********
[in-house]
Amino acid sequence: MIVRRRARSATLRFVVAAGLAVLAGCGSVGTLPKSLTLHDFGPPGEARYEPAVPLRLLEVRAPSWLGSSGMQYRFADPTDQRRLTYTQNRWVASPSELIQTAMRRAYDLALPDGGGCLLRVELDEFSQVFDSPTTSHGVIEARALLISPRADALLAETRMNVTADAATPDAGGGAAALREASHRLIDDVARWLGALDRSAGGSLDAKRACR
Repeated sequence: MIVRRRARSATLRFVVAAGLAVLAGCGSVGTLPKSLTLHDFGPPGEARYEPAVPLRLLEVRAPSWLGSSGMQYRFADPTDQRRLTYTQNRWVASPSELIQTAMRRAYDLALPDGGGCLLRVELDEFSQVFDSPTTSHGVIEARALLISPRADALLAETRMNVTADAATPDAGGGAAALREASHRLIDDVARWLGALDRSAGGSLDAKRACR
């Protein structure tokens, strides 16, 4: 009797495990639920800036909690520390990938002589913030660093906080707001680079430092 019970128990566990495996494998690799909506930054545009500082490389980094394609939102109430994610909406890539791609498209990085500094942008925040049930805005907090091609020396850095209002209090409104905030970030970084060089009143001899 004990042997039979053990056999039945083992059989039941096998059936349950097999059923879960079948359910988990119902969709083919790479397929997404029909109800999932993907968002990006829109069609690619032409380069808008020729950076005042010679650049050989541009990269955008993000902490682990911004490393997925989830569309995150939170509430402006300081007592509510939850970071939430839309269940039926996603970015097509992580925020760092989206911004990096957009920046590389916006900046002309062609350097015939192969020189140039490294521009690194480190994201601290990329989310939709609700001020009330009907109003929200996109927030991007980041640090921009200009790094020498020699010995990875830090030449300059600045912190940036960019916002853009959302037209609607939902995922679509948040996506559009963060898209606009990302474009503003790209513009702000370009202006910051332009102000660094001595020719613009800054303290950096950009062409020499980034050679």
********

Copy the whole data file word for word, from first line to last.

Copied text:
[in-house]
Amino acid sequence: MIVRRRARSATLRFVVAAGLAVLAGCGSVGTLPKSLTLHDFGPPGEARYEPAVPLRLLEVRAPSWLGSSGMQYRFADPTDQRRLTYTQNRWVASPSELIQTAMRRAYDLALPDGGGCLLRVELDEFSQVFDSPTTSHGVIEARALLISPRADALLAETRMNVTADAATPDAGGGAAALREASHRLIDDVARWLGALDRSAGGSLDAKRACR
Repeated sequence: MIVRRRARSATLRFVVAAGLAVLAGCGSVGTLPKSLTLHDFGPPGEARYEPAVPLRLLEVRAPSWLGSSGMQYRFADPTDQRRLTYTQNRWVASPSELIQTAMRRAYDLALPDGGGCLLRVELDEFSQVFDSPTTSHGVIEARALLISPRADALLAETRMNVTADAATPDAGGGAAALREASHRLIDDVARWLGALDRSAGGSLDAKRACR
């Protein structure tokens, strides 16, 4: 009797495990639920800036909690520390990938002589913030660093906080707001680079430092 019970128990566990495996494998690799909506930054545009500082490389980094394609939102109430994610909406890539791609498209990085500094942008925040049930805005907090091609020396850095209002209090409104905030970030970084060089009143001899 004990042997039979053990056999039945083992059989039941096998059936349950097999059923879960079948359910988990119902969709083919790479397929997404029909109800999932993907968002990006829109069609690619032409380069808008020729950076005042010679650049050989541009990269955008993000902490682990911004490393997925989830569309995150939170509430402006300081007592509510939850970071939430839309269940039926996603970015097509992580925020760092989206911004990096957009920046590389916006900046002309062609350097015939192969020189140039490294521009690194480190994201601290990329989310939709609700001020009330009907109003929200996109927030991007980041640090921009200009790094020498020699010995990875830090030449300059600045912190940036960019916002853009959302037209609607939902995922679509948040996506559009963060898209606009990302474009503003790209513009702000370009202006910051332009102000660094001595020719613009800054303290950096950009062409020499980034050679």